Purpose/Objectives: To assess dietary supplement use and its association with demographic and health-related characteristics among cancer survivors and to investigate differences in supplement use patterns by cancer site.
Design: A cross-sectional survey.
Setting: Computer-assisted telephone survey.
Sample: 1,233 adult (ages 30-69) survivors participating in the Penn State Cancer Survivor Study who underwent an interviewer-administered questionnaire.
Methods: Descriptive statistics with multivariate logistic regression to determine demographic, disease, and health-related predictors of supplement use.
Main Research Variables: Use of dietary supplements and types of supplements taken.
Findings: Supplement use ranged from 50% among blood cancer survivors to 85% among melanoma skin cancer survivors, with an overall prevalence rate of 73%. Multivariate logistic regression revealed statistically significant associations (p values < 0.05) between supplement use and older age (> age 50), higher levels of education and physical activity, female gender, lower body mass index, and white ethnicity.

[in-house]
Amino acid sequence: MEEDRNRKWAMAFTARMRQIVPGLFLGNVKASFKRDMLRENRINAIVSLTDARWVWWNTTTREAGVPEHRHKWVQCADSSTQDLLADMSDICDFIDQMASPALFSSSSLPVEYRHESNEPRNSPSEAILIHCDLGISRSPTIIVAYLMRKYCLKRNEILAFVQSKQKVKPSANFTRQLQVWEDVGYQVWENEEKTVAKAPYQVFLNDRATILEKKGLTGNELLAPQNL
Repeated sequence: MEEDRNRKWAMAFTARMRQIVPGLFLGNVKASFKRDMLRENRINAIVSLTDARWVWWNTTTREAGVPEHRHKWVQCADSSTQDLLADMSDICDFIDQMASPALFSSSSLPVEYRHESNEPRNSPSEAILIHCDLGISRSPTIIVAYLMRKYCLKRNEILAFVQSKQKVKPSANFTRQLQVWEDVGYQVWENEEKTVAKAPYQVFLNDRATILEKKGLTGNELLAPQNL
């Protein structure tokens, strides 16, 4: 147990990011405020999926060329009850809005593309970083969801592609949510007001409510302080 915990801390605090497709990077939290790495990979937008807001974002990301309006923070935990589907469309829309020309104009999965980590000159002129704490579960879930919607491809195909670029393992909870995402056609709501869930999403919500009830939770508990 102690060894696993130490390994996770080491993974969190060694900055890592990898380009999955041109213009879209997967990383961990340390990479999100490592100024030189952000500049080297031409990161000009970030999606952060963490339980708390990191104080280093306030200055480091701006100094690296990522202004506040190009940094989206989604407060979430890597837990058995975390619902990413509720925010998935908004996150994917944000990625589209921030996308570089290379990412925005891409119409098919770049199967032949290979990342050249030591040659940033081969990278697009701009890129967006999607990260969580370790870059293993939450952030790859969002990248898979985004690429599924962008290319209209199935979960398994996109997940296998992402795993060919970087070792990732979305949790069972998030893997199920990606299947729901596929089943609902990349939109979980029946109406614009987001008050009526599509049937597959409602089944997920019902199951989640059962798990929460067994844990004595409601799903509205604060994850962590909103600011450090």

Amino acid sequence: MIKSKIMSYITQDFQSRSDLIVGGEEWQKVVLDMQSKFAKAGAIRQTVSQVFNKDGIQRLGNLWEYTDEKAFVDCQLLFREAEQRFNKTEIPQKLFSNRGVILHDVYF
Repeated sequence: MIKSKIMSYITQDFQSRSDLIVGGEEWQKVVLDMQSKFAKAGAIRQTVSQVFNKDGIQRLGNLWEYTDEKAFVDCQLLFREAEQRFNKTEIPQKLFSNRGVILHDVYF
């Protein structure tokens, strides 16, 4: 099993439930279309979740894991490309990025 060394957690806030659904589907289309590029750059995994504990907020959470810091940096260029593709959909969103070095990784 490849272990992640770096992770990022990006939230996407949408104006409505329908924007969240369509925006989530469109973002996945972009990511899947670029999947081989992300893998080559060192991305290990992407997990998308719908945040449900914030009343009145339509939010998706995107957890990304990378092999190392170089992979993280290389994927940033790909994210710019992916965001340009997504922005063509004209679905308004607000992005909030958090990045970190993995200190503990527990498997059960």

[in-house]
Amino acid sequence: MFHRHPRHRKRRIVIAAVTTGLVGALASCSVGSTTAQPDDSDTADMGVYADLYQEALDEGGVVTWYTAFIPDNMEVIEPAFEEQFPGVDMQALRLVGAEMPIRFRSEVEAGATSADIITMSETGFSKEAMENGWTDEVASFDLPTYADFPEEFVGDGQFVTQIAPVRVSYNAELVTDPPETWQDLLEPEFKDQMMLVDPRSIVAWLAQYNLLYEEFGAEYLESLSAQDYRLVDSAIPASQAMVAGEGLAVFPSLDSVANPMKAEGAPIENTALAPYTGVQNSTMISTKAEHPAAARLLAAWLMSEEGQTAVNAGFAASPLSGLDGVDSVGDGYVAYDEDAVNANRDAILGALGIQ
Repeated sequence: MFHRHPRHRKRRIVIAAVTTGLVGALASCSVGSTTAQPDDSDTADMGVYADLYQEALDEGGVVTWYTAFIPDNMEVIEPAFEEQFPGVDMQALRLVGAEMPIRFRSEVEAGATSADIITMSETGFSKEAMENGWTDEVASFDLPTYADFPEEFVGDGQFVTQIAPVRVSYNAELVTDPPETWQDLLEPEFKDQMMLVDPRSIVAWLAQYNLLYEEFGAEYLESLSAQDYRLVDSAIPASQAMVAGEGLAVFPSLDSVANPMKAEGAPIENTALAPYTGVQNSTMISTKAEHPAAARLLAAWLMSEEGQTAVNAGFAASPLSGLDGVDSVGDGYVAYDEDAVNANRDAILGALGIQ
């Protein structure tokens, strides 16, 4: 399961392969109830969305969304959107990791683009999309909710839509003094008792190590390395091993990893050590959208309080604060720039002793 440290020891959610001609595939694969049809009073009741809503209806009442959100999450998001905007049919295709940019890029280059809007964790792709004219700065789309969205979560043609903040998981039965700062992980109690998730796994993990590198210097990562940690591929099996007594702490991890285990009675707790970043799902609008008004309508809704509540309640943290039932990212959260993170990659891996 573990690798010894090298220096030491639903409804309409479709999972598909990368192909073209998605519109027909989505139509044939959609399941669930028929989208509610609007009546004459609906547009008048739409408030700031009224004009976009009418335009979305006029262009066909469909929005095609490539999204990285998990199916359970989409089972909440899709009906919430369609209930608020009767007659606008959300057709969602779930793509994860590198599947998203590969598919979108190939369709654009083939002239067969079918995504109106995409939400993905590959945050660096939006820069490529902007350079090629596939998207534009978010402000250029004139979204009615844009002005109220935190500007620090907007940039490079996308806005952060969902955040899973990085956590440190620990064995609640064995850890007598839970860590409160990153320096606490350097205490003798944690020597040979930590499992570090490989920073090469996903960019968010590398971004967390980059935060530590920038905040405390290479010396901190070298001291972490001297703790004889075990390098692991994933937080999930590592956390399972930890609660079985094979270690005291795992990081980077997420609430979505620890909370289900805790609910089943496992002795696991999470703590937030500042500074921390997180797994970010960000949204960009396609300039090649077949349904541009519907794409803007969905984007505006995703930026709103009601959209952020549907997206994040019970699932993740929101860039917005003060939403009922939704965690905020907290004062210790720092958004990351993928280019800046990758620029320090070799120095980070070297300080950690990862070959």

Conclusions: Overall, a wide variety of supplements were reported, although multivitamins, calcium and vitamin D combinations, and antioxidant vitamin combinations were the most prevalent. Seventy-eight percent of supplement users took more than one supplement.
Implications for Nursing: The findings support continued efforts by oncology nurses to identify the types of supplements cancer survivors are using. Nurses should caution against the use of individual supplements as well as combinations of different supplements containing nutrient quantities above recommended daily intake levels. Furthermore, oncology nurses and other healthcare professionals should be receptive to questions and prepared to initiate conversations with patients about their use of dietary supplements.